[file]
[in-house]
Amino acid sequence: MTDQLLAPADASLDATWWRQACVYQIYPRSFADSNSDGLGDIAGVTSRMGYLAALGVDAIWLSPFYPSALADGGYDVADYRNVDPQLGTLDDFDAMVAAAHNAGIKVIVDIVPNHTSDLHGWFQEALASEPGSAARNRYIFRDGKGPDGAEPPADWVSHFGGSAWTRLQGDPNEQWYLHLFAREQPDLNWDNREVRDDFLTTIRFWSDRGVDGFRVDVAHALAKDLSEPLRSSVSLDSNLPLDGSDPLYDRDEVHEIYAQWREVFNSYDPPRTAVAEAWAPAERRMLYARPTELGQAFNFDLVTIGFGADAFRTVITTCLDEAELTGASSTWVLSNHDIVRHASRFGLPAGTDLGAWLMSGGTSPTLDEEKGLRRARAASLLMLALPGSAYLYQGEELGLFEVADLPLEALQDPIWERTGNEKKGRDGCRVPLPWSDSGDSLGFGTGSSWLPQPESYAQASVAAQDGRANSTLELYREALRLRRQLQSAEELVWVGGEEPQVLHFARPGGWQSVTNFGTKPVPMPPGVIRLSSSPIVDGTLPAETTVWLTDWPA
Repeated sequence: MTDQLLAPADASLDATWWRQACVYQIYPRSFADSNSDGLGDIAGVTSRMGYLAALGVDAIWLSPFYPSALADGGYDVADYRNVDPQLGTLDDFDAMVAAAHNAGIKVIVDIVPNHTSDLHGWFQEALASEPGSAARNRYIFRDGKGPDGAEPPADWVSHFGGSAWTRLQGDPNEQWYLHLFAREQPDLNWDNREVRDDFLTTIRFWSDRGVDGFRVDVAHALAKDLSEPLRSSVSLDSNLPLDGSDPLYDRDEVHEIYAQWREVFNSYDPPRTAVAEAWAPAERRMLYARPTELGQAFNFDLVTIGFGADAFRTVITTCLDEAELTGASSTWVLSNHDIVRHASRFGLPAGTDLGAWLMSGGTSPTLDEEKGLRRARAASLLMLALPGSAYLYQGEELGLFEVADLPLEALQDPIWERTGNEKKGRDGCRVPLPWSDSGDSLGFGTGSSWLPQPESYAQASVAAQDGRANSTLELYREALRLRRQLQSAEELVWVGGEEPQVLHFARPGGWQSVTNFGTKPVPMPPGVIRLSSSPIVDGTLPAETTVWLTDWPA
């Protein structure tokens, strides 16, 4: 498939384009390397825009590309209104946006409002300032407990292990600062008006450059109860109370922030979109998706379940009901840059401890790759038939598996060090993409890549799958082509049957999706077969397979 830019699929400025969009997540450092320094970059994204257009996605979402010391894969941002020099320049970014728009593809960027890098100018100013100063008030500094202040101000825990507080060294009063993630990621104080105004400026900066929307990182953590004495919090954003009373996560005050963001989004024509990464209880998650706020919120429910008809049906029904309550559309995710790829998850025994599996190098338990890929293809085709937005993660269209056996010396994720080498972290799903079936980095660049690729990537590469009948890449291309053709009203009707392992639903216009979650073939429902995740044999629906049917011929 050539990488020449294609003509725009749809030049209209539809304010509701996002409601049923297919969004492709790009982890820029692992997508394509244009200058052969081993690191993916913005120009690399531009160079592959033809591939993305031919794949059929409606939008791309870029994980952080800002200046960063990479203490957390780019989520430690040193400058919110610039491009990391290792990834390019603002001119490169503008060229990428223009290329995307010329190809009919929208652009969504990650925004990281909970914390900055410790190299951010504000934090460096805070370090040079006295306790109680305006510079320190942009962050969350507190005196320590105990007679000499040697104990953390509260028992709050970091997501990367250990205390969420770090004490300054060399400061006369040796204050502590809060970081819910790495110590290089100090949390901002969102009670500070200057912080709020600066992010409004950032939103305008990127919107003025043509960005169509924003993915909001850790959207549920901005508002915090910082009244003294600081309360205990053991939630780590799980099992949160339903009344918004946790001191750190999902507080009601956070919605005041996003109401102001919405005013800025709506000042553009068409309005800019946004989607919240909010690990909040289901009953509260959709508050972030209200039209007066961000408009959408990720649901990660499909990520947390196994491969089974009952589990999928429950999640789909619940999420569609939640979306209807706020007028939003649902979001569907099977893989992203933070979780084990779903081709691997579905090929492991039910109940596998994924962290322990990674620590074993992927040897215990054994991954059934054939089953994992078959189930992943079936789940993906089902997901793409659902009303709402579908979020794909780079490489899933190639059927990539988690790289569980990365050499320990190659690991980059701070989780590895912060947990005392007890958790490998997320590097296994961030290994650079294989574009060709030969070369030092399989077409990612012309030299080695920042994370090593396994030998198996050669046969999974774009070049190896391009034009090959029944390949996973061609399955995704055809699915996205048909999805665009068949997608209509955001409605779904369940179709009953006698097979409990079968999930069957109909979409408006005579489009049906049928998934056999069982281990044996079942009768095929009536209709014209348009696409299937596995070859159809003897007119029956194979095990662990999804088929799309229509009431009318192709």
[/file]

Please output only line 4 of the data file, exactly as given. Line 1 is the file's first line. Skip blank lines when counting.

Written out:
């Protein structure tokens, strides 16, 4: 498939384009390397825009590309209104946006409002300032407990292990600062008006450059109860109370922030979109998706379940009901840059401890790759038939598996060090993409890549799958082509049957999706077969397979 830019699929400025969009997540450092320094970059994204257009996605979402010391894969941002020099320049970014728009593809960027890098100018100013100063008030500094202040101000825990507080060294009063993630990621104080105004400026900066929307990182953590004495919090954003009373996560005050963001989004024509990464209880998650706020919120429910008809049906029904309550559309995710790829998850025994599996190098338990890929293809085709937005993660269209056996010396994720080498972290799903079936980095660049690729990537590469009948890449291309053709009203009707392992639903216009979650073939429902995740044999629906049917011929 050539990488020449294609003509725009749809030049209209539809304010509701996002409601049923297919969004492709790009982890820029692992997508394509244009200058052969081993690191993916913005120009690399531009160079592959033809591939993305031919794949059929409606939008791309870029994980952080800002200046960063990479203490957390780019989520430690040193400058919110610039491009990391290792990834390019603002001119490169503008060229990428223009290329995307010329190809009919929208652009969504990650925004990281909970914390900055410790190299951010504000934090460096805070370090040079006295306790109680305006510079320190942009962050969350507190005196320590105990007679000499040697104990953390509260028992709050970091997501990367250990205390969420770090004490300054060399400061006369040796204050502590809060970081819910790495110590290089100090949390901002969102009670500070200057912080709020600066992010409004950032939103305008990127919107003025043509960005169509924003993915909001850790959207549920901005508002915090910082009244003294600081309360205990053991939630780590799980099992949160339903009344918004946790001191750190999902507080009601956070919605005041996003109401102001919405005013800025709506000042553009068409309005800019946004989607919240909010690990909040289901009953509260959709508050972030209200039209007066961000408009959408990720649901990660499909990520947390196994491969089974009952589990999928429950999640789909619940999420569609939640979306209807706020007028939003649902979001569907099977893989992203933070979780084990779903081709691997579905090929492991039910109940596998994924962290322990990674620590074993992927040897215990054994991954059934054939089953994992078959189930992943079936789940993906089902997901793409659902009303709402579908979020794909780079490489899933190639059927990539988690790289569980990365050499320990190659690991980059701070989780590895912060947990005392007890958790490998997320590097296994961030290994650079294989574009060709030969070369030092399989077409990612012309030299080695920042994370090593396994030998198996050669046969999974774009070049190896391009034009090959029944390949996973061609399955995704055809699915996205048909999805665009068949997608209509955001409605779904369940179709009953006698097979409990079968999930069957109909979409408006005579489009049906049928998934056999069982281990044996079942009768095929009536209709014209348009696409299937596995070859159809003897007119029956194979095990662990999804088929799309229509009431009318192709």